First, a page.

Updated: July 16, 2014 8:37:31 am
Prof Yellapragada Sudershan Rao, who headed Kakatiya University’s history department, has been appointed by the new government as chairman of the Indian Council of Historical Research. Days into his new office, Rao has kicked up a controversy with posts on his blog, including one that praises the ancient caste system, bringing his alleged political leanings under question. In an interview to The Indian Express, Rao defends his views and says an Indian perspective to history has been missing.
What is your reaction to the criticism you are attracting, how your views on history are being questioned?
I am barely two weeks old as chairman, ICHR, and people are just imagining things. Why should I have an agenda? People are ascribing all kinds of things. They do not even understand that ICHR by nature is only a funding agency for research. I may have several views on the subject that I have taught for years, guided research students on it… but these are my personal views — how does it impact my functioning? I am glad that some very senior historians are taking notice of me, but why find fault with others just because they do not toe your line? Why should I be proving my credentials and merit to them (Left historians)? The government — not any political party — has had the confidence in me to appoint me. At least give me six months to a year before judging me; wait at least to see if I have any agenda at all.
You have said in your opening message as ICHR chairman that “ researches directly sponsored and conducted by the ICHR are mostly guided by the modern schools of historiography of the West” and that there is need to pay attention to “the ancient and mediaeval India and particularly to its remote past”. You have also said that post-Independence, “we are yet to evolve a methodology to study our remote past with Indian perspective”. Please explain.
That is my view. In the past 200 years, generally Indian history has been seen from the perspective of western historians. It is not a secret that the methodology to study our history was only western. We are in fact rejecting all others saying that these do not meet the West-inspired standards and parameters. Earlier it was British historians who did so, and post-Independence study of Indian history has been dominated by Marxists. Marxism is not India. Later came subaltern views. I am only posing a question — can there be any Indian perspective.. any alternative methodology?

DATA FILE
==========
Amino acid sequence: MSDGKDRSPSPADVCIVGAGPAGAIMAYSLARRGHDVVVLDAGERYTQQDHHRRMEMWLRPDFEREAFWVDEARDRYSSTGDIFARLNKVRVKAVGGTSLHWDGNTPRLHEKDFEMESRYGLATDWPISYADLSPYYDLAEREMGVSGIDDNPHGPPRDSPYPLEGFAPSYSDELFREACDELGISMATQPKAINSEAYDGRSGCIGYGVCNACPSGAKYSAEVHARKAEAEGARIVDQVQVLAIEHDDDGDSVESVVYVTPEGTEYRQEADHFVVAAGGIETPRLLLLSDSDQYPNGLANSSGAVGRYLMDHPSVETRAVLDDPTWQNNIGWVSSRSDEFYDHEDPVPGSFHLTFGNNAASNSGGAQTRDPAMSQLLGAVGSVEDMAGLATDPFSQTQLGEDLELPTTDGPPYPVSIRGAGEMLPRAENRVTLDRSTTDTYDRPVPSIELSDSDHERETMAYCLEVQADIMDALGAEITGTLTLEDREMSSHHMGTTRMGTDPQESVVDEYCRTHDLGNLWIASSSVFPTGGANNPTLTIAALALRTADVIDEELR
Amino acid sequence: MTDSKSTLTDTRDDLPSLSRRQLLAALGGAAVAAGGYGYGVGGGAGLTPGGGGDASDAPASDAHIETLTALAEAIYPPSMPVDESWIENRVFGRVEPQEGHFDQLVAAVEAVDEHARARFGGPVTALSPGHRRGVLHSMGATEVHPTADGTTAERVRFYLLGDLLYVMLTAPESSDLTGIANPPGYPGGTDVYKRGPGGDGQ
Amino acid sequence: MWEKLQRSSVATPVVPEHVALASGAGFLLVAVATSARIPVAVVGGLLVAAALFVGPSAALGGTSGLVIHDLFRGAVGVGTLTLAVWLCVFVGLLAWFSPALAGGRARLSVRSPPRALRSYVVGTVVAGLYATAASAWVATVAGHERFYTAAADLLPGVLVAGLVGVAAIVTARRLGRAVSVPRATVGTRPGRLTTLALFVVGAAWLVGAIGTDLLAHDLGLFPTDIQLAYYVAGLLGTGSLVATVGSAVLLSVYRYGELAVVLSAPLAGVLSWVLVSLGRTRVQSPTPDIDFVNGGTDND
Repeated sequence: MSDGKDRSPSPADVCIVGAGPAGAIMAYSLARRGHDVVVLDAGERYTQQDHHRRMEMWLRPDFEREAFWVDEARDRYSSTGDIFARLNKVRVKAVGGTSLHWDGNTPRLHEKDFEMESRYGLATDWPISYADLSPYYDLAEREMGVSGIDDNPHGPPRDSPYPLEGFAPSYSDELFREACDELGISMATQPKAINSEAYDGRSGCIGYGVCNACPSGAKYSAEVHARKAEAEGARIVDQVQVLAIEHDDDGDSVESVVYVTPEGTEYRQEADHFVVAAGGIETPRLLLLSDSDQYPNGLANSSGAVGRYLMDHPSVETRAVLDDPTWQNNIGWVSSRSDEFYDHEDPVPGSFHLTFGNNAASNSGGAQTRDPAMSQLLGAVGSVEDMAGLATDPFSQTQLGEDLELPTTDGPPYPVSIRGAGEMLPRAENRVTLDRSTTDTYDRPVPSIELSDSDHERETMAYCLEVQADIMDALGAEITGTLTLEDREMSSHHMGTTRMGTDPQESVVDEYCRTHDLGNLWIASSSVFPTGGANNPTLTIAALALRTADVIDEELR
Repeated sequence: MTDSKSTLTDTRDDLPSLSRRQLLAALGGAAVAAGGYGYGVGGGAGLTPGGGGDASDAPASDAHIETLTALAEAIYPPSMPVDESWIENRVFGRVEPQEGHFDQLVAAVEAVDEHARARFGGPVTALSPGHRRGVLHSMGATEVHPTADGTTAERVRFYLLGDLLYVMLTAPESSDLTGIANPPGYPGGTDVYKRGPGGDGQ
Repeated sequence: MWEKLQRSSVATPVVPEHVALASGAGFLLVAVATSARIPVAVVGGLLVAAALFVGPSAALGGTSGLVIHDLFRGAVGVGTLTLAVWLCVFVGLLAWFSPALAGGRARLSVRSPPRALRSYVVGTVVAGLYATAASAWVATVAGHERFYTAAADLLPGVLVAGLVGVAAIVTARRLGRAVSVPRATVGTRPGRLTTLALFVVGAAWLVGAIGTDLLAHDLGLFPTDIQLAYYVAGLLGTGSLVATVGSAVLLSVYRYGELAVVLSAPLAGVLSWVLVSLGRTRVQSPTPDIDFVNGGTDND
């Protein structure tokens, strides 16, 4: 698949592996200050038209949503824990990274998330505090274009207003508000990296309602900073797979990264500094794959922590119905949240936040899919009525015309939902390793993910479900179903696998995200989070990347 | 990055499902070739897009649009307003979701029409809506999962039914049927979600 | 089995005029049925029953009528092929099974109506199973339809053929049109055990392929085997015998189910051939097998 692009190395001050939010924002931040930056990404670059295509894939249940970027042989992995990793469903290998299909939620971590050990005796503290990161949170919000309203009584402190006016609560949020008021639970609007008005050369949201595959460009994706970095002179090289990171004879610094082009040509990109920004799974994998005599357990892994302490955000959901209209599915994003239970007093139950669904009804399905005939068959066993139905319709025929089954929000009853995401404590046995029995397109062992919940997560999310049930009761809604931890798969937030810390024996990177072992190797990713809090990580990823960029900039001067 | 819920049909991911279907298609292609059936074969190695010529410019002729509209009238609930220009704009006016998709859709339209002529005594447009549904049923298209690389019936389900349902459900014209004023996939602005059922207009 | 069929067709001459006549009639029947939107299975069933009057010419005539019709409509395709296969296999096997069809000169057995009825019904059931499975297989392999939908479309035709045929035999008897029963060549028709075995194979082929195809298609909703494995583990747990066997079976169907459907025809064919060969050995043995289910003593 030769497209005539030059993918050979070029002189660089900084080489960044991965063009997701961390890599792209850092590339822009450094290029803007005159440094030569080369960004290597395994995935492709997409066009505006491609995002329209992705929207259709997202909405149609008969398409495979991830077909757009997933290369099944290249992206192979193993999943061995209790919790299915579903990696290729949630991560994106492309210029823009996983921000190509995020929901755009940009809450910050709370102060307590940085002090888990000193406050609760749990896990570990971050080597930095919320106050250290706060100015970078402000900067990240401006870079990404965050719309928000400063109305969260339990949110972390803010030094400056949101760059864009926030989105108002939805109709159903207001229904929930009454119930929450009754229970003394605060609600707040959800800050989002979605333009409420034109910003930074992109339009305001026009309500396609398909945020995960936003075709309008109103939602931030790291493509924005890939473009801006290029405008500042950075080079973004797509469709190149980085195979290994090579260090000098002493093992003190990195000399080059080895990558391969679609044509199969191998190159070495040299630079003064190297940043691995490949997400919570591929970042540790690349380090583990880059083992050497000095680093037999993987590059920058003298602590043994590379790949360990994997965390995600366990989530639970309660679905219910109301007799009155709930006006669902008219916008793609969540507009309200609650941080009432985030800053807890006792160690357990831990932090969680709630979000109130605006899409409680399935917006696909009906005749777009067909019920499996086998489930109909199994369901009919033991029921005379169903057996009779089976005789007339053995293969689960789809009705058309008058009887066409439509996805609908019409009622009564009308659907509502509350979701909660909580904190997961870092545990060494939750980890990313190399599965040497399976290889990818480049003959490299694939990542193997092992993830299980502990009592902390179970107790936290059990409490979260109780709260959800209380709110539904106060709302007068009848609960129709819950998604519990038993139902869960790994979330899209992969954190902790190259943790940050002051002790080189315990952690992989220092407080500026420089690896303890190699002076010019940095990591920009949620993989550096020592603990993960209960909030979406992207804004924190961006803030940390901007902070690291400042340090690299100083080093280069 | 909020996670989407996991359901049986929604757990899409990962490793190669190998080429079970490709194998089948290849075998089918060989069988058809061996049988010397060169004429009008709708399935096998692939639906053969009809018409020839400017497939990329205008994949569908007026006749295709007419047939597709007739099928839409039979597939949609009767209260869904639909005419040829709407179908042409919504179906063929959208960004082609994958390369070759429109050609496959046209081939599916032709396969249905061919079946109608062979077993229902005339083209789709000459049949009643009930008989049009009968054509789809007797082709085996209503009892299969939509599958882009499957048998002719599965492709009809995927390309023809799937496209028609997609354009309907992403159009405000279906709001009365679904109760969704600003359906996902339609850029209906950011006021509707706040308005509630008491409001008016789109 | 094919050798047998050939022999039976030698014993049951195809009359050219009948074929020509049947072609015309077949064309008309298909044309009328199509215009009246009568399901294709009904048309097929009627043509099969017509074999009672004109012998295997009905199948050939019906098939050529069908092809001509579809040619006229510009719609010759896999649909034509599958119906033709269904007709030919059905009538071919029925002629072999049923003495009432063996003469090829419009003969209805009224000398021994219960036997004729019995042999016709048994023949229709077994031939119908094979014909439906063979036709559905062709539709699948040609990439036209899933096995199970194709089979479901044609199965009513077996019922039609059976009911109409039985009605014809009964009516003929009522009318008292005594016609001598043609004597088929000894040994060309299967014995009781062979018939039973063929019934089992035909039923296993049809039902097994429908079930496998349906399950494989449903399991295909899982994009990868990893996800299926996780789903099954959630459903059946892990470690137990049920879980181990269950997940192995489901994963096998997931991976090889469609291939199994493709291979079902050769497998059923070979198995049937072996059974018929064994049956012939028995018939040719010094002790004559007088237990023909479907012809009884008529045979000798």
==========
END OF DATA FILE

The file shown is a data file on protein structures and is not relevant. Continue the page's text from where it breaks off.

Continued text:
Would your views interfere or influence ICHR’s functioning?
ICHR funds all research, regardless of which school it comes from. The chairperson is not alone on these issues. The council and the chairman decide on the funding. Earlier also, projects taken up independently by ICHR have been seen as complicated and have been questioned. I have not even been allowed to start working. I have no quarrel with any historian, anyone at all. Instead of condemning me for my views, at least allow me the liberty to let out my views — these have nothing to do with ICHR.
As ICHR chairman, what are your priority areas?
Whatever best can be done will be done. It is the council that will decide. As an individual I cannot do anything. The council will do whatever is needed following all rules and the memorandum of association we have. Even after my appointment, I have not met anyone in the PMO — there is no one dictating to me what to do. Give me some time.
Excerpts from a ‘Chairperson’s Diary’, dated June 30, 2014, on the website of ICHR, written by the new chairman soon after taking over.
* “I feel, in the first two decades, considerable work has been done in ancient and mediaeval areas and in the recent years the research in modern and regional history have come up in large scale. Mostly, I think, the researches directly sponsored and conducted by the ICHR are mostly guided by the modern schools of historiography of the West.”
* “Though much work has been done in these areas, we have to pay enough attention to the ancient and medieval India and particularly to its remote past. India has the great heritage of civil intellectual and spiritual achievements from times immemorial, having no parallel in the world. In the sixty years of our independence, we are yet to evolve a methodology to study our remote past with Indian perspective. Secondly, we have yet to understand the nuances of ancient knowledge and the methods and techniques which our ancients employed to bring the essence of knowledge to the door steps of each household.”
* “…The ICHR will encourage all types of studies on various historical problems without any bias and discrimination so as to enrich our understanding of Indian history in its multifaceted grandeur. I thank you all once again for accepting me into your fold.”
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